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KEY FEATURES

ESSENTIALS OF DIAGNOSIS

  • True aneurysm:

    • – Echocardiographic evidence of thinned, scarred myocardium that deforms the diastolic silhouette of the left ventricle with systolic akinesis or dyskinesis

  • False aneurysm:

    • – Echocardiographic evidence of a thin-walled sac communicating with an infarcted segment of the left ventricle by a narrow neck

    • – Systolic expansion of the sac is often observed

    • – Color-flow imaging shows flow in and out of the sac

GENERAL CONSIDERATIONS

  • True left ventricular (LV) aneurysms develop in less than 5% of all patients with acute myocardial infarction (MI)

  • Intraventricular pressure stretches the infarcted noncontractile segment, leading to aneurysm formation

  • Over time, dense fibrous tissue replaces infarcted myocardium, but systolic expansion of the segment can be visualized on echocardiogram

  • Aneurysms are more likely to occur after an anterior MI, particularly at the apex

  • Rupture is rare, unlike in pseudoaneurysm

  • High incidence of ventricular arrhythmias is major cause of increased mortality

  • Calcification of the scar may occur eventually and may be visible on chest x-ray

  • Thrombus formation in the aneurysm is common

  • In pseudoaneurysm, the wall is made up of thrombus and pericardium, and the risk of rupture is high

  • LV aneurysm can occur in nonischemic heart diseases such as Chagas’ disease and hypertrophic cardiomyopathy

CLINICAL PRESENTATION

SYMPTOMS AND SIGNS

  • Dyspnea secondary to LV dysfunction

  • Chest pain may be present if there is associated pericarditis

PHYSICAL EXAM FINDINGS

  • Enlarged and sustained precordial impulse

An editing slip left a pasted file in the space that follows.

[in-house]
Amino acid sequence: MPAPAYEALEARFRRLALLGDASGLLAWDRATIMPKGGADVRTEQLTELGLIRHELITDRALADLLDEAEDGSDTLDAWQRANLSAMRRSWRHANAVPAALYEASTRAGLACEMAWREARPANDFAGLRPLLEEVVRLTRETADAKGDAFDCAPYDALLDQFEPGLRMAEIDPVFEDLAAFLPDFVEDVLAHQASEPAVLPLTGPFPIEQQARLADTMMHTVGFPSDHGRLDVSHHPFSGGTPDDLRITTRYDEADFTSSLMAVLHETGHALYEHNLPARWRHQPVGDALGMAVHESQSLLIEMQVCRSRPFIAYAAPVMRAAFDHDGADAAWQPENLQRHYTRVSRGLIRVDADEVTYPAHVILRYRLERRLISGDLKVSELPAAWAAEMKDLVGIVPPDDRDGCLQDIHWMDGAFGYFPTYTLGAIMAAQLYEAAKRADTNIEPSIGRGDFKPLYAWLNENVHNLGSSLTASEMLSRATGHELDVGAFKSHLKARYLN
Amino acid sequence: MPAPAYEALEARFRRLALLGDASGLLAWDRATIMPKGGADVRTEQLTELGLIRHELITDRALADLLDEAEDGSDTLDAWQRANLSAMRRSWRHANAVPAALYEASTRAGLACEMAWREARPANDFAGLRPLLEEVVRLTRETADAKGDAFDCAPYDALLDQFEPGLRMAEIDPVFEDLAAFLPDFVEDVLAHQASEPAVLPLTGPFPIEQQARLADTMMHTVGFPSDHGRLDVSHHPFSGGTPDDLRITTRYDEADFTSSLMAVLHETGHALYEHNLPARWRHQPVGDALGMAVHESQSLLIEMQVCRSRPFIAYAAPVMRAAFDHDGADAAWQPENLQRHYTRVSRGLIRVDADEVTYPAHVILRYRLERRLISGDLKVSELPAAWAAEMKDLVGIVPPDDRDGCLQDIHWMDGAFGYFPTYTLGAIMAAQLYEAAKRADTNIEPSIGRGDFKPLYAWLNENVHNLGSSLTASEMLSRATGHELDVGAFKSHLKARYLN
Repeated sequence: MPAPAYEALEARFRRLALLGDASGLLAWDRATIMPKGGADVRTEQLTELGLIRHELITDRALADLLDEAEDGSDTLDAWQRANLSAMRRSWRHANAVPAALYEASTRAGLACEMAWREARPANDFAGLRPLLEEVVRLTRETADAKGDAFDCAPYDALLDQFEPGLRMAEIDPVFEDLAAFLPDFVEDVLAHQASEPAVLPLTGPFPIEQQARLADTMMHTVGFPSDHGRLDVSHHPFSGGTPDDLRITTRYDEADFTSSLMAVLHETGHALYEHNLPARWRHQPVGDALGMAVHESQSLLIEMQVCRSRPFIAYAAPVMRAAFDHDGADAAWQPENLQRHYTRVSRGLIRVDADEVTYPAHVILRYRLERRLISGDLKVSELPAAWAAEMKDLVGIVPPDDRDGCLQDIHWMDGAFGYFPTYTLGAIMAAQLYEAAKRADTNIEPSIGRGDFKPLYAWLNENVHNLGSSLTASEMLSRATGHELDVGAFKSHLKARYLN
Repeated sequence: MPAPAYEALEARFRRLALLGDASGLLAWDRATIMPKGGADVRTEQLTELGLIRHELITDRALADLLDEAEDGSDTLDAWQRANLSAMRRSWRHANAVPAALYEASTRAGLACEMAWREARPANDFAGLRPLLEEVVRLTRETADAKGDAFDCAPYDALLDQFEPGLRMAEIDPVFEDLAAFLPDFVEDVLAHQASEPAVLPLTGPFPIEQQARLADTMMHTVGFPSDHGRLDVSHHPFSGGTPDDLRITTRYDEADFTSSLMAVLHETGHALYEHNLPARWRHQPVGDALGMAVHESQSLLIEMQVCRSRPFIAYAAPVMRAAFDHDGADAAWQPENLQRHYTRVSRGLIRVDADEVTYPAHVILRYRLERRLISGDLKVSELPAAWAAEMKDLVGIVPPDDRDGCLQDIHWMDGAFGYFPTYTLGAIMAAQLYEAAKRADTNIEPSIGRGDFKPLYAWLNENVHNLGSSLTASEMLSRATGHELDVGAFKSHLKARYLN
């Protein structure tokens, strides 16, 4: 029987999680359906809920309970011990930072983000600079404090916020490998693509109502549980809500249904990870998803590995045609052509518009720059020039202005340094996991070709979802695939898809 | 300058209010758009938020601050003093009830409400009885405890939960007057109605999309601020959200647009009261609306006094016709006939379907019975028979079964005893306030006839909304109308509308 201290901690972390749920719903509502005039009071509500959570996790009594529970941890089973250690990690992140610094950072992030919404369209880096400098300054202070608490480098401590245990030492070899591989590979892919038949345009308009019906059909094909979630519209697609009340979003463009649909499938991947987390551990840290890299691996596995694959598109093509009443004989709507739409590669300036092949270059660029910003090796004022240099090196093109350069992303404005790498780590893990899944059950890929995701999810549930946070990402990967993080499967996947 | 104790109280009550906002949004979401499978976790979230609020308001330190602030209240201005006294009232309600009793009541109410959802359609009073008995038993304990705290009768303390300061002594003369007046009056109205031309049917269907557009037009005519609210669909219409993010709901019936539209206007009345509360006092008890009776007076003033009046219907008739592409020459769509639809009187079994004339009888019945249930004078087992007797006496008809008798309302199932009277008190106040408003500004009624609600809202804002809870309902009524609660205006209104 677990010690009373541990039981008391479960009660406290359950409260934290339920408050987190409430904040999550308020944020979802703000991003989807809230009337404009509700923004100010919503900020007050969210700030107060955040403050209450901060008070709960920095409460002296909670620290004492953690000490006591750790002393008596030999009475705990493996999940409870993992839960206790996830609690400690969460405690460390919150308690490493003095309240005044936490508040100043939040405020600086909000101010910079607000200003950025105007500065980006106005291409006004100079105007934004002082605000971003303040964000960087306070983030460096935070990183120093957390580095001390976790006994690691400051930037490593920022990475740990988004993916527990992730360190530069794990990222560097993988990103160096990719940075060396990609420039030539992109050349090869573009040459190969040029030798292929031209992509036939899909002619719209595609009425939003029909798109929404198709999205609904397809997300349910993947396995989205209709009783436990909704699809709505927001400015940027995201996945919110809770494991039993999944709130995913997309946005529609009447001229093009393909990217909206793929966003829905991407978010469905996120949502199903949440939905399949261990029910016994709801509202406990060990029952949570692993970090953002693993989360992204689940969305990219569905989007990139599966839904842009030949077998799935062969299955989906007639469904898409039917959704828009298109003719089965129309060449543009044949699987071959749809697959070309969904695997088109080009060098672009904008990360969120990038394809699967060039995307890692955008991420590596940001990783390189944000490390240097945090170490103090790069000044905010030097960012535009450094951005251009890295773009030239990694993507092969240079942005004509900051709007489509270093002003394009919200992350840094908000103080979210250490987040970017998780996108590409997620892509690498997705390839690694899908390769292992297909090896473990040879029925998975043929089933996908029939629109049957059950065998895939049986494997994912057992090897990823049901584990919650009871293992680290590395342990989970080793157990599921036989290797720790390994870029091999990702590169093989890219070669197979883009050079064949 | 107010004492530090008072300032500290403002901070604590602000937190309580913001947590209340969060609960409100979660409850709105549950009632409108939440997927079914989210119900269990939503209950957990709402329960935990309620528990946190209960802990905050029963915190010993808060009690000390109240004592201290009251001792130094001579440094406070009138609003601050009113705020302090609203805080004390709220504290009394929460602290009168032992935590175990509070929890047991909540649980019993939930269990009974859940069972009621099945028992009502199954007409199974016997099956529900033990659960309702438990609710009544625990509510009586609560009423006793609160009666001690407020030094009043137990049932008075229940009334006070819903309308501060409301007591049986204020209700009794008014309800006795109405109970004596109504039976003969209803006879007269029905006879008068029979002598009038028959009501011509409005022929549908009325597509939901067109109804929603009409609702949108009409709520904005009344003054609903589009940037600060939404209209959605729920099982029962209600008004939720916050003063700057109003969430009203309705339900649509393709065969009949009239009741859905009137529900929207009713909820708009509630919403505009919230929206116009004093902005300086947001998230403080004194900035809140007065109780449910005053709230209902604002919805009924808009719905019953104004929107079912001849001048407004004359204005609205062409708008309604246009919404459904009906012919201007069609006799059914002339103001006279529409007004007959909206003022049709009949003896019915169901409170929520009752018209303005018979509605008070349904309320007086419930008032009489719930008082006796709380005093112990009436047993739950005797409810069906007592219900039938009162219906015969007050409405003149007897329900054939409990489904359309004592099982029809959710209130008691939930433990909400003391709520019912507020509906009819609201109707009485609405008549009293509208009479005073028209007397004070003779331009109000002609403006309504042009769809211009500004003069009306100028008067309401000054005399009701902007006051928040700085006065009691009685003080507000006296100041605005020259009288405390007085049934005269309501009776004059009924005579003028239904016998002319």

• Third or fourth heart sounds

DIFFERENTIAL DIAGNOSIS

  • Akinetic or dyskinetic segments without diastolic deformity

  • Pericardial cyst or loculated effusion

DIAGNOSTIC EVALUATION

LABORATORY TESTS

  • CBC, brain natriuretic peptide test, troponin

ELECTROCARDIOGRAPHY

  • ECG: persistent ST elevation with Q waves most common

IMAGING STUDIES

  • Echocardiogram shows:

    • – Systolic expansion of a thin-walled segment of the LV and often the presence of thrombus (laminated or fresh)

    • – The size of the neck of the aneurysm compared with the fundus of the LV is useful for distinguishing true aneurysm from pseudoaneurysm

    • – In pseudoaneurysm, the neck is small (< 50% of diameter of fundus)

  • Cardiac MRI can also be used to identify LV aneurysms and may be useful if echocardiography is not diagnostic

DIAGNOSTIC PROCEDURES

  • Left ventriculography can also demonstrate aneurysms and should be done if coronary angiography is done

TREATMENT

CARDIOLOGY REFERRAL

  • Heart failure

  • Ventricular arrhythmias

  • Persistent angina

  • Systemic emboli or visible thrombus

HOSPITALIZATION CRITERIA

  • Pulmonary edema

  • Unstable angina

  • Symptomatic ventricular arrhythmias

  • Stroke or peripheral arterial occlusion

MEDICATIONS

  • Heart failure medications as needed

  • Antiarrhythmic medications as ...

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